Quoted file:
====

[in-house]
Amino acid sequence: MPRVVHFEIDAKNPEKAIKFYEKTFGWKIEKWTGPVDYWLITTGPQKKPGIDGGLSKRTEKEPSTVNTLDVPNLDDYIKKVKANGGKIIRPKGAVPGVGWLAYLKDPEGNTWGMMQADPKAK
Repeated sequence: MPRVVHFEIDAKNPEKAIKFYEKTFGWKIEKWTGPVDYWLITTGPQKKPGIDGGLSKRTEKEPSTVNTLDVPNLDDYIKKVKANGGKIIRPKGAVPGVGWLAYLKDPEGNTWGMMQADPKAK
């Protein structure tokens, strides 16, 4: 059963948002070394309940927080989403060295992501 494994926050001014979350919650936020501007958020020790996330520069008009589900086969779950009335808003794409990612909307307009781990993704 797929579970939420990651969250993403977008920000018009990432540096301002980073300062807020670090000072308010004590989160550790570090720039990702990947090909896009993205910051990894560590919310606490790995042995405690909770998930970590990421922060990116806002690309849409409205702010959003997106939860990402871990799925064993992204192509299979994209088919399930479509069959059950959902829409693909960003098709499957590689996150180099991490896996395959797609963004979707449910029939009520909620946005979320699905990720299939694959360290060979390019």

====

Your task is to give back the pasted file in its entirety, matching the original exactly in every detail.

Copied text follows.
[in-house]
Amino acid sequence: MPRVVHFEIDAKNPEKAIKFYEKTFGWKIEKWTGPVDYWLITTGPQKKPGIDGGLSKRTEKEPSTVNTLDVPNLDDYIKKVKANGGKIIRPKGAVPGVGWLAYLKDPEGNTWGMMQADPKAK
Repeated sequence: MPRVVHFEIDAKNPEKAIKFYEKTFGWKIEKWTGPVDYWLITTGPQKKPGIDGGLSKRTEKEPSTVNTLDVPNLDDYIKKVKANGGKIIRPKGAVPGVGWLAYLKDPEGNTWGMMQADPKAK
């Protein structure tokens, strides 16, 4: 059963948002070394309940927080989403060295992501 494994926050001014979350919650936020501007958020020790996330520069008009589900086969779950009335808003794409990612909307307009781990993704 797929579970939420990651969250993403977008920000018009990432540096301002980073300062807020670090000072308010004590989160550790570090720039990702990947090909896009993205910051990894560590919310606490790995042995405690909770998930970590990421922060990116806002690309849409409205702010959003997106939860990402871990799925064993992204192509299979994209088919399930479509069959059950959902829409693909960003098709499957590689996150180099991490896996395959797609963004979707449910029939009520909620946005979320699905990720299939694959360290060979390019």